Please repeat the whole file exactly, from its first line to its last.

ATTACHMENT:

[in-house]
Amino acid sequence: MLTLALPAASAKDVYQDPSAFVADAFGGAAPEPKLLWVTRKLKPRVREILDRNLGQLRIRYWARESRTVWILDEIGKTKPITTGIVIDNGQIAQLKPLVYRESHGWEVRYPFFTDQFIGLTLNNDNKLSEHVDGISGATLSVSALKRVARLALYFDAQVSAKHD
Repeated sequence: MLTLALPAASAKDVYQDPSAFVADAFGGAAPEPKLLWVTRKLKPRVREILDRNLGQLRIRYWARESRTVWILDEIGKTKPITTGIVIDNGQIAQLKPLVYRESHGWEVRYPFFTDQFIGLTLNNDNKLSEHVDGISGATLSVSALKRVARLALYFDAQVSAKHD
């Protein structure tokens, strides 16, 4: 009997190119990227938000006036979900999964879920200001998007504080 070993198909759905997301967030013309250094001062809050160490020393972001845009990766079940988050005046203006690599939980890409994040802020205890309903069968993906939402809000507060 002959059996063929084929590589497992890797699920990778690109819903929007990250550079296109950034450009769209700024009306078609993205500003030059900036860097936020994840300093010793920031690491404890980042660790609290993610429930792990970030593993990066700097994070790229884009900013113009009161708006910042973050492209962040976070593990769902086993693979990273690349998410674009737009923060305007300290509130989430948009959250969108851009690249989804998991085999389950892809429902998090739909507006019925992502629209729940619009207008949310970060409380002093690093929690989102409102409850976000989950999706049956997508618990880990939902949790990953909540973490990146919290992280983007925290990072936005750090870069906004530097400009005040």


[in-house]
Amino acid sequence: MLTLALPAASAKDVYQDPSAFVADAFGGAAPEPKLLWVTRKLKPRVREILDRNLGQLRIRYWARESRTVWILDEIGKTKPITTGIVIDNGQIAQLKPLVYRESHGWEVRYPFFTDQFIGLTLNNDNKLSEHVDGISGATLSVSALKRVARLALYFDAQVSAKHD
Repeated sequence: MLTLALPAASAKDVYQDPSAFVADAFGGAAPEPKLLWVTRKLKPRVREILDRNLGQLRIRYWARESRTVWILDEIGKTKPITTGIVIDNGQIAQLKPLVYRESHGWEVRYPFFTDQFIGLTLNNDNKLSEHVDGISGATLSVSALKRVARLALYFDAQVSAKHD
């Protein structure tokens, strides 16, 4: 009997190119990227938000006036979900999964879920200001998007504080 070993198909759905997301967030013309250094001062809050160490020393972001845009990766079940988050005046203006690599939980890409994040802020205890309903069968993906939402809000507060 002959059996063929084929590589497992890797699920990778690109819903929007990250550079296109950034450009769209700024009306078609993205500003030059900036860097936020994840300093010793920031690491404890980042660790609290993610429930792990970030593993990066700097994070790229884009900013113009009161708006910042973050492209962040976070593990769902086993693979990273690349998410674009737009923060305007300290509130989430948009959250969108851009690249989804998991085999389950892809429902998090739909507006019925992502629209729940619009207008949310970060409380002093690093929690989102409102409850976000989950999706049956997508618990880990939902949790990953909540973490990146919290992280983007925290990072936005750090870069906004530097400009005040």